Kewarra Beach, Queensland, Australia

Living in Kewarra Beach

Iyna Bort Caruso

It could be said that the best attributes of Kewarra Beach, a coastal community in the Australian state of Queensland, are what it’s not: overly developed, overly crowded and overly touristy.

On the contrary, some have called Kewarra Beach the last unspoiled spot in the region of the country referred to as Far North Queensland or FNQ, for short. FNQ is a 750-mile stretch that’s home to a number of Aboriginal groups and anchored by the modern port city of Cairns.

Kewarra Beach is situated about 12 miles north of Cairns and sandwiched between the Coral Sea and an ancient rainforest. The area, once covered in sugar cane plantations, developed as a tropical resort destination in the latter half of the 20th century. Growth came at a measured pace. The population of this pocket suburb is fewer than 6,000.

In and around Kewarra Beach is an abundance of riches. The beach is just one of the star attractions. It’s clean, quiet and has a hideaway feel. The Great Barrier Reef, a World Heritage Site, is less than an hour’s boat ride away across the Coral Sea. The reef’s rich ocean habitat, one of the Seven Wonders of the Natural World, is a spectacular playground for divers, snorkelers and boaters. Locals enjoy access to national parks by the dozen including the oldest rainforest on the planet, the Wet Tropics of Queensland. It is another World Heritage-listed site. The Draintree Rainforest is the accessible area of the Wet Tropics and packed with waterfalls, swimming holes and mangrove forests. Golfing and dining options are a stone’s throw away.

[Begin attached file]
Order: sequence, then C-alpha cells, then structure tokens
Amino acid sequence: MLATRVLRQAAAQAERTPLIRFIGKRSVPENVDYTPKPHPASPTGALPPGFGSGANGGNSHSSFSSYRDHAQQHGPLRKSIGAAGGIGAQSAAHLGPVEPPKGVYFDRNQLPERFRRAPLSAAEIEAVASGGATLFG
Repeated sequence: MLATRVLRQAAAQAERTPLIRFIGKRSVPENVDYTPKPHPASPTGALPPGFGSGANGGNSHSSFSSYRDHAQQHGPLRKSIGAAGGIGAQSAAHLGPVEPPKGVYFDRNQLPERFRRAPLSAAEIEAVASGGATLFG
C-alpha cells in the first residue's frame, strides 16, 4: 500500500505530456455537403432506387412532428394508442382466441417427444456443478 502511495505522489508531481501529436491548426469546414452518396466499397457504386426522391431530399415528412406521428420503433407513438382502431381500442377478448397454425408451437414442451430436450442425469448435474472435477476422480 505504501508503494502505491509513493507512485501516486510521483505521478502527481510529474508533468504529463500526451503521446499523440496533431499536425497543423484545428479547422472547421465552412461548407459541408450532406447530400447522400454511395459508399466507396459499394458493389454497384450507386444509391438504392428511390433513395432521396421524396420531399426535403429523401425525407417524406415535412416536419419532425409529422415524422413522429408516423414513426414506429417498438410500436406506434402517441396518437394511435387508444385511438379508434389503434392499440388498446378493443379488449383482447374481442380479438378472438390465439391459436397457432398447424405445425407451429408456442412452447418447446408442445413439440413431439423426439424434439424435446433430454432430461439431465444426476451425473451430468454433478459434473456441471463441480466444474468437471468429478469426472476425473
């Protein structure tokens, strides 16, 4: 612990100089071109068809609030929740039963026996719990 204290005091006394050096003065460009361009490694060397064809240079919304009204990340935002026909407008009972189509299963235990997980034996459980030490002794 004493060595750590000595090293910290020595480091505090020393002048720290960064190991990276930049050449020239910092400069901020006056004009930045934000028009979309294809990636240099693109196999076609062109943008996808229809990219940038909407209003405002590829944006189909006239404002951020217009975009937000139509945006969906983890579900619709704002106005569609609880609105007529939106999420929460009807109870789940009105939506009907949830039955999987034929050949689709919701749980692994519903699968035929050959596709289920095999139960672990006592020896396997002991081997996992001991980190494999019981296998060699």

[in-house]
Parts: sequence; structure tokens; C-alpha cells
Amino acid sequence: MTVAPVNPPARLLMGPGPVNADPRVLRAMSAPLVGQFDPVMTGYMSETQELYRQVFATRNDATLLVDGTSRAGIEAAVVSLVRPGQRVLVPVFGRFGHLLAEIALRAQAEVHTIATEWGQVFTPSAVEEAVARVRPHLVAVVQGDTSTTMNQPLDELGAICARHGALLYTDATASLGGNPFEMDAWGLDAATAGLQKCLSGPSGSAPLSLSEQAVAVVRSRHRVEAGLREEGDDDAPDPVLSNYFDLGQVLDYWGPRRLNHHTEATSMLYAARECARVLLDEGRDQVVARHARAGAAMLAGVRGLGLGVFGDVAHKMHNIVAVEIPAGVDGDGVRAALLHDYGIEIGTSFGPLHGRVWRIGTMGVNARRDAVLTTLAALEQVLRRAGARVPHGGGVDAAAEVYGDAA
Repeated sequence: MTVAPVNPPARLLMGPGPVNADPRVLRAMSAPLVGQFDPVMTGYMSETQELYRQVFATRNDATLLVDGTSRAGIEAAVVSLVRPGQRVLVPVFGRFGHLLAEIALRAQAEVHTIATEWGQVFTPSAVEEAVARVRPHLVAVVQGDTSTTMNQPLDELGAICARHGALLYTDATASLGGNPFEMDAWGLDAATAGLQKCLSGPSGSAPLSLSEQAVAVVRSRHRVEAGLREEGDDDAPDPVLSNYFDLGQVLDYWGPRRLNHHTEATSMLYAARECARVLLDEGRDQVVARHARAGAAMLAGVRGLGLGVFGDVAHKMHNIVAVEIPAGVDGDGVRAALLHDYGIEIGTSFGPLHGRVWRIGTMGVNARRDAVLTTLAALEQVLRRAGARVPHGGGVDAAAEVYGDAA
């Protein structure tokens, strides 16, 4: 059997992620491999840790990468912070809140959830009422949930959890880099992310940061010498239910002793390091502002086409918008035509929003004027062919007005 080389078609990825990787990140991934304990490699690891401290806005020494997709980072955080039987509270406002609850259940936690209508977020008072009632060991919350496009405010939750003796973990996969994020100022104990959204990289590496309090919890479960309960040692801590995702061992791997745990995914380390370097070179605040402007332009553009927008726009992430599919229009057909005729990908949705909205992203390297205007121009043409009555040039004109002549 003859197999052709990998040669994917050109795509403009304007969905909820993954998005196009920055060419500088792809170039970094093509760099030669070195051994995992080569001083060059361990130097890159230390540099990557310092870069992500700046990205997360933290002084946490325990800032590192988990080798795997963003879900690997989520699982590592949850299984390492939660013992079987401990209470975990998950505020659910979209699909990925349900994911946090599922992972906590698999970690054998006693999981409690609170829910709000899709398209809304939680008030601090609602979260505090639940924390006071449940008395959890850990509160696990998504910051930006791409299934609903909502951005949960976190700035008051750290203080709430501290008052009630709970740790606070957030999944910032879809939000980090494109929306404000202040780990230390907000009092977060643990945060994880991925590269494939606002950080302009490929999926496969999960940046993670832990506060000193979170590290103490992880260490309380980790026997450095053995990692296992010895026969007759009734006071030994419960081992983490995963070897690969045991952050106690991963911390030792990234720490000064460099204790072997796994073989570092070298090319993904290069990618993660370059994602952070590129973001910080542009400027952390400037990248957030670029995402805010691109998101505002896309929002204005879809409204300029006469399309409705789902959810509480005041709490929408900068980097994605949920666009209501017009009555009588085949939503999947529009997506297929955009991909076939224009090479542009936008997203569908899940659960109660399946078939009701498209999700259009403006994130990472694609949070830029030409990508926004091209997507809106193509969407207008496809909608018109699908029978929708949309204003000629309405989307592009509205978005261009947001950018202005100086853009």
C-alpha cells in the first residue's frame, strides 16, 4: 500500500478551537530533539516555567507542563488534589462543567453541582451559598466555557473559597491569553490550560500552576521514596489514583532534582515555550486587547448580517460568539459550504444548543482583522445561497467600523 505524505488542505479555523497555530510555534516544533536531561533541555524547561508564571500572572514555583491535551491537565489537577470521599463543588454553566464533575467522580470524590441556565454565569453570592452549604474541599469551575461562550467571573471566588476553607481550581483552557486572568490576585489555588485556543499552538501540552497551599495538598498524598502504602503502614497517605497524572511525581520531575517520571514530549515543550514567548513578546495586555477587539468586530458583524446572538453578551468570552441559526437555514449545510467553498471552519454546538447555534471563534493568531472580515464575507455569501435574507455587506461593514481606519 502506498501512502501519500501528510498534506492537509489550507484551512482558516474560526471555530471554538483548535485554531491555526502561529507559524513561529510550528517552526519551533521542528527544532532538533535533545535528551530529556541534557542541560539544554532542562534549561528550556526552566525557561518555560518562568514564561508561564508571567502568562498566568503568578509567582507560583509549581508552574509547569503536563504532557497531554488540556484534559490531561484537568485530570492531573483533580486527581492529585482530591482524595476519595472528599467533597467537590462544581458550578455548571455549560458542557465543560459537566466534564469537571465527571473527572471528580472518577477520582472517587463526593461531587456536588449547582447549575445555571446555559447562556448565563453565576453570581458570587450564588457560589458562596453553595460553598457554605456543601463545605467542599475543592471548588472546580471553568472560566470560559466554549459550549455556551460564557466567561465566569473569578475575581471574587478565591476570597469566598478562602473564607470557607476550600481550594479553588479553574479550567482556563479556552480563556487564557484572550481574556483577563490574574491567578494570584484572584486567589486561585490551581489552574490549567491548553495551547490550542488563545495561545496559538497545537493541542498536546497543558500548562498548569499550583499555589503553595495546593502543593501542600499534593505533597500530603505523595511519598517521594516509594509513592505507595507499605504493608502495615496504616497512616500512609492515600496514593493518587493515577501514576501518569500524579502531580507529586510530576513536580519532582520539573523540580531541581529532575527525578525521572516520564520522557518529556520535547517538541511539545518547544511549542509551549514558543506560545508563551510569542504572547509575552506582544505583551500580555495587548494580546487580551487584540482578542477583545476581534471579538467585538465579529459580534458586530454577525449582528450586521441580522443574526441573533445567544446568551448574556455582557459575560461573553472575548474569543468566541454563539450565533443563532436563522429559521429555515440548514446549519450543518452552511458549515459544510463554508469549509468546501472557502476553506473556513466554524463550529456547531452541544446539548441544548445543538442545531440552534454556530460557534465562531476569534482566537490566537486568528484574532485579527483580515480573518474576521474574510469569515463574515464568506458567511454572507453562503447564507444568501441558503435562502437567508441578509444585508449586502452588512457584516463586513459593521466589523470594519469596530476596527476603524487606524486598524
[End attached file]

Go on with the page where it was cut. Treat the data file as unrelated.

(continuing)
The Kewarra Beach property market offers modern coastal estates, homes in gated communities, golf course-fronted residences and apartments in developments that back up to lush vegetation.